During the separation, Carol had a number of individual sessions. Historically, her upbringing emphasized good work habits and diligence. Her father had been a worrier. Like her father, she was rational and emphasized facts rather than elaborations of meaning or abstractions. As a protection against her father's sometimes intense anger, Carol had simply avoided him with hard work and projects. Carol stated that the citalopram(Drug information on citalopram) made it easier to control her defensiveness; reduce her extensive strategizing for saving the marriage; and enhance her connection with her family, colleagues and friends. The medication helped her ignore her almost constant rumination about John. In addition, she could fall asleep more easily.
John and Carol decided to continue their marriage. John has begun to understand that his demands on Carol reflected his unmet lifelong need for greater affection. Carol and John have gradually reversed roles, with John becoming more assertive and less needy and Carol accepting more dependency and closeness. They are beginning to discuss what their life will be like after Daniel leaves for college.Discussion
Therapy with John and Carol moved through the four stages mentioned at the beginning of this article. In the initial stage of therapy, John's complaints were addressed in a concrete way, helping him feel that the therapist took his concerns seriously. In the second stage, in accord with the work of Johnson (2001), the "attachment disruptions" were clarified. That is, John felt betrayed by Carol's lack of attentiveness, while Carol felt betrayed by John's desire to break the marriage contract and his inattention to her needs. With time, however, John and Carol developed greater trust and better communication of their needs, permitting a historical and developmental exploration in the third stage of therapy. At this point, in the third stage, medication supported John and Carol by increasing the flexibility of their personalities. Finally, in the fourth stage, John and Carol were able to consider mid-life issues and the challenge of living life to its fullest, as Daniel approached emancipation. Hopefully, during this transition, John and Carol will also be able to accept the limitations of their upbringings and the sacrifices of parenting.
Although medications were used in this case primarily to address stage-3 personality issues, psychopharmacology can effectively complement therapy at any stage. For John and Carol, psychopharmacology also reinforced the initial stage-1 behavioral changes and the stage-2 corrections of their polarized power balance and intimacy styles.
Therapy with Carol and John highlighted the issues of boundary and power dynamics. Therapy included a discussion of complementary styles and temperaments. In this couple, traditional gender personality styles were reversed. Generally speaking, additional tension occurs in couples where the woman is more directive and distant than the man. With Carol and John, medication helped balance gender style polarities and reduce tension without making Carol overly submissive. Both pharmacotherapy and psychotherapy were intended to help John and Carol move toward the middle ground of their interpersonal and internal personality polarities. That is, John would gain a broader perspective on his feelings and take charge of his own needs; conversely, Carol would be able to tolerate some dependency and give up some control.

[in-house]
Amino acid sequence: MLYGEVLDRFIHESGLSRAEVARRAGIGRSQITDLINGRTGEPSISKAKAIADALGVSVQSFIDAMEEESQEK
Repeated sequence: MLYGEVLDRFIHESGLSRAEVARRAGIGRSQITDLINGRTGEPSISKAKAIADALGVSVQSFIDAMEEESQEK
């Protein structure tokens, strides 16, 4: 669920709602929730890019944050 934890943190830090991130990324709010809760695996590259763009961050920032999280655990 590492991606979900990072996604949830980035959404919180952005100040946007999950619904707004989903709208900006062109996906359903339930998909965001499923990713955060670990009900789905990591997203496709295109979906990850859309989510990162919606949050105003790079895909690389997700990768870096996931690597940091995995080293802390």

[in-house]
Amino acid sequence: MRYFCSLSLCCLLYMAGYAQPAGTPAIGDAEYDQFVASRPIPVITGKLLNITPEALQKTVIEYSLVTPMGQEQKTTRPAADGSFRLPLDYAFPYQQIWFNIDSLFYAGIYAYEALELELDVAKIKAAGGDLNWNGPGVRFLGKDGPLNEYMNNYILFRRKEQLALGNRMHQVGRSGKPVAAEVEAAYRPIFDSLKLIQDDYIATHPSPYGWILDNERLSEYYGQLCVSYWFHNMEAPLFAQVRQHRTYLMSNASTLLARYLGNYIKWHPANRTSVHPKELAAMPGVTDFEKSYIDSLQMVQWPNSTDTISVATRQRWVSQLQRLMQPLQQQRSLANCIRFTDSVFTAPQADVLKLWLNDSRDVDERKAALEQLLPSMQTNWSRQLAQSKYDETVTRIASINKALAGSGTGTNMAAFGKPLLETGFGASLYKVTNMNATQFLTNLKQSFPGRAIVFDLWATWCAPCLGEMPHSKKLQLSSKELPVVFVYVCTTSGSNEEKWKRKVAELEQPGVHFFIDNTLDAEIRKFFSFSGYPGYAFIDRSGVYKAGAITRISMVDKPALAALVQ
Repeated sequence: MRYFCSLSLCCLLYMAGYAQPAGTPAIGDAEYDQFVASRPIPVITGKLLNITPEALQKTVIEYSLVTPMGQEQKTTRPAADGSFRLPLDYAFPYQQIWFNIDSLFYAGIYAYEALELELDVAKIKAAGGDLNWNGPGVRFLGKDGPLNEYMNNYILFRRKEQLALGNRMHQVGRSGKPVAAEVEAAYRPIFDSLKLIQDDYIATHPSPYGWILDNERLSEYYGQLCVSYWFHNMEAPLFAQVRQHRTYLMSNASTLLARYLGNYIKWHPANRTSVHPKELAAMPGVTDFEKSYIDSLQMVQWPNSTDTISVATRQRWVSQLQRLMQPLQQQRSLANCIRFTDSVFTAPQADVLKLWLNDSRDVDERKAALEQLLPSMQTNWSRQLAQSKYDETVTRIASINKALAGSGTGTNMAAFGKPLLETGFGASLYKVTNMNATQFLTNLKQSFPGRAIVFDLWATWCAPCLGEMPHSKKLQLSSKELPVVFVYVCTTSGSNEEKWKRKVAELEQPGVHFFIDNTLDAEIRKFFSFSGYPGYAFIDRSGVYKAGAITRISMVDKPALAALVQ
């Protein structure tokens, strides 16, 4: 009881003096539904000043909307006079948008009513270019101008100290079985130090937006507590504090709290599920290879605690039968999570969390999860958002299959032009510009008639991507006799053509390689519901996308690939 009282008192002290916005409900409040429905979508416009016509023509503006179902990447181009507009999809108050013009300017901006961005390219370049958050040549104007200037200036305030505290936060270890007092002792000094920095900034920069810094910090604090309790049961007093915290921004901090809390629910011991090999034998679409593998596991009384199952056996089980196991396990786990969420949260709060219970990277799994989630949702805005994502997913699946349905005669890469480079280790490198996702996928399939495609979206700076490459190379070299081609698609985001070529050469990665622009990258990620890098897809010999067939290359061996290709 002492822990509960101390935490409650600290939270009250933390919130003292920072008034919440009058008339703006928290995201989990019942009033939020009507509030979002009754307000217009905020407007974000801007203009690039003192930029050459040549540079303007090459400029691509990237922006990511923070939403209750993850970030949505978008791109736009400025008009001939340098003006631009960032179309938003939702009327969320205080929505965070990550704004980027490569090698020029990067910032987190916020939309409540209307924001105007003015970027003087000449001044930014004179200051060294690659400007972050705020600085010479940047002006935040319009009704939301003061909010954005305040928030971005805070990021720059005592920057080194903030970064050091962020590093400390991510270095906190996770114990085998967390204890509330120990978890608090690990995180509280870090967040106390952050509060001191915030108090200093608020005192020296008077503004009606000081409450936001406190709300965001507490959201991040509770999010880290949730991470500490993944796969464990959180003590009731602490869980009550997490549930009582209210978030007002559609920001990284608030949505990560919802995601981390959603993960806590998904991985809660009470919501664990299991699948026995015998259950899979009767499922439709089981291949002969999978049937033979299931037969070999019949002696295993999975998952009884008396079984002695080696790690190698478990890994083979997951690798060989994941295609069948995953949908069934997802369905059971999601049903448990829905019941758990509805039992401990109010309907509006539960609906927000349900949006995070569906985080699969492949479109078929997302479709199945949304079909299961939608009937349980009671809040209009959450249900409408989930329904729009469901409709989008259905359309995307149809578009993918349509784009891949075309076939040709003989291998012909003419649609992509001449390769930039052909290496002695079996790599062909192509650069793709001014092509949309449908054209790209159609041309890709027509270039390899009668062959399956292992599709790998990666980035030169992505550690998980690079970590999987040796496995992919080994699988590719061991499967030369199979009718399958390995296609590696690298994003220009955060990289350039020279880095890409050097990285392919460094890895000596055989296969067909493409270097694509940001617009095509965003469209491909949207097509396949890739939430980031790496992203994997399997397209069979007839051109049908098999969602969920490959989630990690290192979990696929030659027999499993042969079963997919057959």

Using the ideas of Cloninger (1997), the clinician can more fully integrate biological temperament issues and learned character qualities. In biological temperament, John was especially sensitive to outside rewards and approval. Carol was excessively persistent in problem-solving. In learned character, both Carol and John had difficulty with interpersonal reciprocity.
Although not yet fully supported by research, I believe sorting out biological from learned factors in personality style will help form the basis for using medications to enhance personality flexibility. New research on biological aspects of attachment continues to evolve. For example, Young et al. (2001) have described oxytocin(Drug information on oxytocin) and pitocin as neurotransmitters that enhance attachment behaviors in animals.
My personal and professional biases toward preserving families and the need for at least exploring marital dynamics before divorce were openly shared with John and Carol. In this therapy, I could feel the pull of emphasizing practical problem-solving with Carol and the pull of caring for John. The main transference and counter-transference, however, was directed back to the couple and their interaction. With Carol and John, I felt comfortable as a psychopharmacologist, problem-solver and personality therapist. I felt I had relearned lessons about obsessive versus narcissistic style polarities, accepting limitations in life and balancing inner needs with outer responsibilities.Conclusion